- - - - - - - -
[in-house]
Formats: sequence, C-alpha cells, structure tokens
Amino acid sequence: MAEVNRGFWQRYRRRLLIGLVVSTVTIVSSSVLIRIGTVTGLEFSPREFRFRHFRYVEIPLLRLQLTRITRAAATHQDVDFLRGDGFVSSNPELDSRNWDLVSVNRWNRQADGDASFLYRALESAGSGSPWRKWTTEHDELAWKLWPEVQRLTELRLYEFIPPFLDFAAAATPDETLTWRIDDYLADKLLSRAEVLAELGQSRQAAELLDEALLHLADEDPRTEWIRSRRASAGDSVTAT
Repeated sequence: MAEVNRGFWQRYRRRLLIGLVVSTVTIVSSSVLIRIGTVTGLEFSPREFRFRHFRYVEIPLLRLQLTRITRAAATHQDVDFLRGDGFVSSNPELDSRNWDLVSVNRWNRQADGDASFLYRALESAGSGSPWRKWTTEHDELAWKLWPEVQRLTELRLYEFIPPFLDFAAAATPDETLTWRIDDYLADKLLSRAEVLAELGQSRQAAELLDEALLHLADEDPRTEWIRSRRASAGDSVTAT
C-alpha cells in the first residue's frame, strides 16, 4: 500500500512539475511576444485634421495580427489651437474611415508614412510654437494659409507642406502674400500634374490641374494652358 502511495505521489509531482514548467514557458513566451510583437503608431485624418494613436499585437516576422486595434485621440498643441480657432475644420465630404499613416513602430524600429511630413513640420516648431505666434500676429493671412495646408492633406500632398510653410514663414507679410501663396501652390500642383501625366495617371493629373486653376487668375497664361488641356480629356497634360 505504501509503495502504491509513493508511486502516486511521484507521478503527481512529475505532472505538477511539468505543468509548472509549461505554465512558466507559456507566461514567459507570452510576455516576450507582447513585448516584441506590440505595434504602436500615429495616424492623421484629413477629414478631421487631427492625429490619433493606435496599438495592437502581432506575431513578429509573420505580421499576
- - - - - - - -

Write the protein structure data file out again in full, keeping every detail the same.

[in-house]
Formats: sequence, C-alpha cells, structure tokens
Amino acid sequence: MAEVNRGFWQRYRRRLLIGLVVSTVTIVSSSVLIRIGTVTGLEFSPREFRFRHFRYVEIPLLRLQLTRITRAAATHQDVDFLRGDGFVSSNPELDSRNWDLVSVNRWNRQADGDASFLYRALESAGSGSPWRKWTTEHDELAWKLWPEVQRLTELRLYEFIPPFLDFAAAATPDETLTWRIDDYLADKLLSRAEVLAELGQSRQAAELLDEALLHLADEDPRTEWIRSRRASAGDSVTAT
Repeated sequence: MAEVNRGFWQRYRRRLLIGLVVSTVTIVSSSVLIRIGTVTGLEFSPREFRFRHFRYVEIPLLRLQLTRITRAAATHQDVDFLRGDGFVSSNPELDSRNWDLVSVNRWNRQADGDASFLYRALESAGSGSPWRKWTTEHDELAWKLWPEVQRLTELRLYEFIPPFLDFAAAATPDETLTWRIDDYLADKLLSRAEVLAELGQSRQAAELLDEALLHLADEDPRTEWIRSRRASAGDSVTAT
C-alpha cells in the first residue's frame, strides 16, 4: 500500500512539475511576444485634421495580427489651437474611415508614412510654437494659409507642406502674400500634374490641374494652358 502511495505521489509531482514548467514557458513566451510583437503608431485624418494613436499585437516576422486595434485621440498643441480657432475644420465630404499613416513602430524600429511630413513640420516648431505666434500676429493671412495646408492633406500632398510653410514663414507679410501663396501652390500642383501625366495617371493629373486653376487668375497664361488641356480629356497634360 505504501509503495502504491509513493508511486502516486511521484507521478503527481512529475505532472505538477511539468505543468509548472509549461505554465512558466507559456507566461514567459507570452510576455516576450507582447513585448516584441506590440505595434504602436500615429495616424492623421484629413477629414478631421487631427492625429490619433493606435496599438495592437502581432506575431513578429509573420505580421499576